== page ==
For example, I love Other Half beers (that's why I volunteered to pour their beers at two UK beer festivals this year) and I know what to expect from them. But I think that at IMBC I had maybe three OH beers over the whole festival, even though they probably had four times that number available over the weekend. That's because I wasn't at IMBC to drink as many different beers as humanly possible, even if they are amazing beers which I would I know I'd enjoy. 

Social Work

So if the beer is not that important then what is? Well, I already explained how important the venue is to me. But the other key ingredient is the social element of IBMC. It seems like it is impossible to go more than a few yards without bumping into a friend or acquaintance, or spotting them from across the room or whilst looking down from above. It's also great to see friends of ours who started out as homebrewers now pouring their own beers at IMBC (e.g. Elusive, Torrside, Affinity). We are pleased and proud for them. 

There are always loads of people we want to catch up with at the festival. In too many cases this gets limited to a quick 'hey, how are you?' - because one or both parties are already in the process of going somewhere else to do something else at the time.  

But there's another reason we don't manage to chat to as many people for as long as we'd like to and that's because I have a problem with extended social interaction. If it goes on for too long without a break I find myself completely drained of energy. I feel physically and mentally worn out.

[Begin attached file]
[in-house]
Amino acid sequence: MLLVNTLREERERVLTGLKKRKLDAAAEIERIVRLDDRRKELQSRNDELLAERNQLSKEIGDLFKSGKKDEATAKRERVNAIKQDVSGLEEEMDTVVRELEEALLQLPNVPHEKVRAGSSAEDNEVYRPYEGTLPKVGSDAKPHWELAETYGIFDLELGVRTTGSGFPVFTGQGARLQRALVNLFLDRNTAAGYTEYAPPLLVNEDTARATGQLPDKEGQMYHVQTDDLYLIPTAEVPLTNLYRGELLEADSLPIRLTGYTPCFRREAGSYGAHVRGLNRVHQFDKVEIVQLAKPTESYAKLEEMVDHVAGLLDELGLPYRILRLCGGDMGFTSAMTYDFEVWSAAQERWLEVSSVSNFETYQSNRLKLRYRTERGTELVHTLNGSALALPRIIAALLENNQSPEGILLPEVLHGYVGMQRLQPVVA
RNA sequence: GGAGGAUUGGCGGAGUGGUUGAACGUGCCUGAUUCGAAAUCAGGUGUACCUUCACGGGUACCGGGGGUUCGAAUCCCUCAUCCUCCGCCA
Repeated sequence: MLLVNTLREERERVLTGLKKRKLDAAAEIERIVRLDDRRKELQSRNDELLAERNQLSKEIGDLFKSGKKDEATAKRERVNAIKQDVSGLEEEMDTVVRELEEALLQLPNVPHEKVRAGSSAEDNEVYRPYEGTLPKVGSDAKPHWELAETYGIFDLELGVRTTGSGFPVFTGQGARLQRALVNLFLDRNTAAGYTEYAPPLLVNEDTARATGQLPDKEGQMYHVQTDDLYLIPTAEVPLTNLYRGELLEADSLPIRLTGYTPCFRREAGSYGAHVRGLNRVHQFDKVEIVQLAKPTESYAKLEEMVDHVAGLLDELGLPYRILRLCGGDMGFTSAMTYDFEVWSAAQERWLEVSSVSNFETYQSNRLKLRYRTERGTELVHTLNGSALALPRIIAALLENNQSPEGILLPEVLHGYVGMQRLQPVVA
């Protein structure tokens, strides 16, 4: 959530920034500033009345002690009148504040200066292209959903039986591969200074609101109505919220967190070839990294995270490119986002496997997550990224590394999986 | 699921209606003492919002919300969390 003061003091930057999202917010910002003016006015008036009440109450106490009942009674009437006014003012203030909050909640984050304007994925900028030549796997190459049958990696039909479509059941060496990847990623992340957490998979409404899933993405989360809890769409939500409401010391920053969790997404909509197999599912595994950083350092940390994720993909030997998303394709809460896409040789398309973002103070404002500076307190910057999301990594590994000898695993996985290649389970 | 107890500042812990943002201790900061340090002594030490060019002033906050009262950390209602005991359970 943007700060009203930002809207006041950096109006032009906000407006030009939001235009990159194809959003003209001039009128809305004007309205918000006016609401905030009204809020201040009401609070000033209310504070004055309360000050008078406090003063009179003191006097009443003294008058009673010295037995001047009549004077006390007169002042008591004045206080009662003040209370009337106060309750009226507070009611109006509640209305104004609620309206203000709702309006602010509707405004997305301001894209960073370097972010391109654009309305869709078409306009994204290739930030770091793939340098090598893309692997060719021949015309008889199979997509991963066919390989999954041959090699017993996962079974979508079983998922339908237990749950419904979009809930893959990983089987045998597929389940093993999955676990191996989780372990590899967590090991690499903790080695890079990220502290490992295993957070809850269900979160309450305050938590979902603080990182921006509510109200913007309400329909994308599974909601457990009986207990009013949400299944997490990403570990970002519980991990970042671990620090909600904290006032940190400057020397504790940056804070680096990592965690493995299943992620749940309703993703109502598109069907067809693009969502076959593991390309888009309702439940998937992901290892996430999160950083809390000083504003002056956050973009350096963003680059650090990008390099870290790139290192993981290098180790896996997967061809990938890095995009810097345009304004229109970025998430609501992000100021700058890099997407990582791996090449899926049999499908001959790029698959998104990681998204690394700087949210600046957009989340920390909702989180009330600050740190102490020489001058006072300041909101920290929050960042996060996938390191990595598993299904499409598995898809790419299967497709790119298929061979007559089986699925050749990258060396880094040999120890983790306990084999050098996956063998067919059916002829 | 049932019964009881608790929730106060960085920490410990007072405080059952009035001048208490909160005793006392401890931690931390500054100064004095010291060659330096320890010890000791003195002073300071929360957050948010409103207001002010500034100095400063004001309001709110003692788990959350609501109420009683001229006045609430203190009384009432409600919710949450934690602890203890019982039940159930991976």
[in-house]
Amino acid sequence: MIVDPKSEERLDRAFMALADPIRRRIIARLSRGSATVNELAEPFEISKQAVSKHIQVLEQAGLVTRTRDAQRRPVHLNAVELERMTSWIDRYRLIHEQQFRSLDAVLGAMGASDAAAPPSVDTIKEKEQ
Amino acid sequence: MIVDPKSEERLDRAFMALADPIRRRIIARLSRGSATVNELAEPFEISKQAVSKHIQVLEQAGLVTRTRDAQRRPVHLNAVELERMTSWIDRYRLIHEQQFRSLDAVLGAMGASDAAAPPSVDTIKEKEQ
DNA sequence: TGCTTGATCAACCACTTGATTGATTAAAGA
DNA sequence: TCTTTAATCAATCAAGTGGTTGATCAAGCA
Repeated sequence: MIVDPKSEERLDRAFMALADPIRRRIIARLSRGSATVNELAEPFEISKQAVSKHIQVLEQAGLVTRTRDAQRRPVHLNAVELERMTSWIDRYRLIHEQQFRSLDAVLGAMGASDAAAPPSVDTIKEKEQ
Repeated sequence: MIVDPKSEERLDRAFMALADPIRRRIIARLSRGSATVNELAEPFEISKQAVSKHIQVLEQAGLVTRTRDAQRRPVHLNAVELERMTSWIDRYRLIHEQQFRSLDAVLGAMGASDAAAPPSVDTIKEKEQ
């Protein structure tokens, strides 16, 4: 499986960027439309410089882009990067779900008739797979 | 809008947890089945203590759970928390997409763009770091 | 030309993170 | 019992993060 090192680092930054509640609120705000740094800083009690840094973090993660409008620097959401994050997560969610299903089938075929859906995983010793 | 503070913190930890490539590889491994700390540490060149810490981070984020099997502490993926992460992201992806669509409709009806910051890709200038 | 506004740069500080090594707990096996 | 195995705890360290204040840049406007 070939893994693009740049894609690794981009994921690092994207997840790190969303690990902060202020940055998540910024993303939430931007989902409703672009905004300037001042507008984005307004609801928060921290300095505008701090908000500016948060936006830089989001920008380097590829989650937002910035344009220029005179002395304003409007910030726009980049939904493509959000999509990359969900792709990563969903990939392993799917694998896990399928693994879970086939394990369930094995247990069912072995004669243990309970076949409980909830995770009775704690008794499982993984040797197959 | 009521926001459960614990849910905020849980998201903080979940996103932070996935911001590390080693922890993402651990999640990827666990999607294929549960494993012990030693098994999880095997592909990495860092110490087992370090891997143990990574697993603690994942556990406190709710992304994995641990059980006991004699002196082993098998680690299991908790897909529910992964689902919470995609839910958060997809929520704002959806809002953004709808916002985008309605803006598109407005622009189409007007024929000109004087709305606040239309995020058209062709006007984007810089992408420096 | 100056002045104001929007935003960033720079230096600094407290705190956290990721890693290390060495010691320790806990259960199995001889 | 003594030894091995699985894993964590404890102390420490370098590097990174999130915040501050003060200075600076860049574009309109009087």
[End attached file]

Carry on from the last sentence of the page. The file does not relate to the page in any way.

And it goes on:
I experience the same effect after teaching or tutoring, or doing voluntary work/public speaking, or working behind the bar. I enjoy all of these activities and I am good at them - otherwise I wouldn't do them - but I really do need to unwind and decompress afterwards. As an introvert I need to put a bit of effort into performing and the energy I expend in being 'switched on' requires me recharge my batteries when I'm done. Luckily, this is as simple as sitting on the sofa without having to interact with anyone for a couple of hours. 

View from the within the changing room, room one

In the first couple of sessions at IMBC I have a great deal of enthusiasm for interaction with people. But as time passes that energy wanes and I begin to feel too 'tired' to cope with any extended conversations. Hopefully, I haven't offended anyone I like and actually wanted to talk to with my fatigued demeanour. 

I am aware that sometimes a hangover can manifest itself as a kind of existential dread which brings with it an awful anxiety. I won't deny that I've been there a few times. But I have to say that I didn't have a single IMBC-related hangover this year, which is probably the one thing which made it clear to me that I have an issue with extended socialising that isn't directly caused by the effects of alcohol. 

I also want to be clear that I don't think I suffer from social anxiety disorder. I would describe myself as shy, antisocial and introverted. None of these things stops me from being a friendly social person when I have the energy or desire to be so. But the trouble is that I don't always have that energy available. 

This year's experience has been a bit of an eye-opener for me in terms of self-awareness. I need to learn my own limits. As much as I love, you IndyMan, it might be that attending all six sessions isn't the best thing for my mental health. It's not you, it's me. Honestly.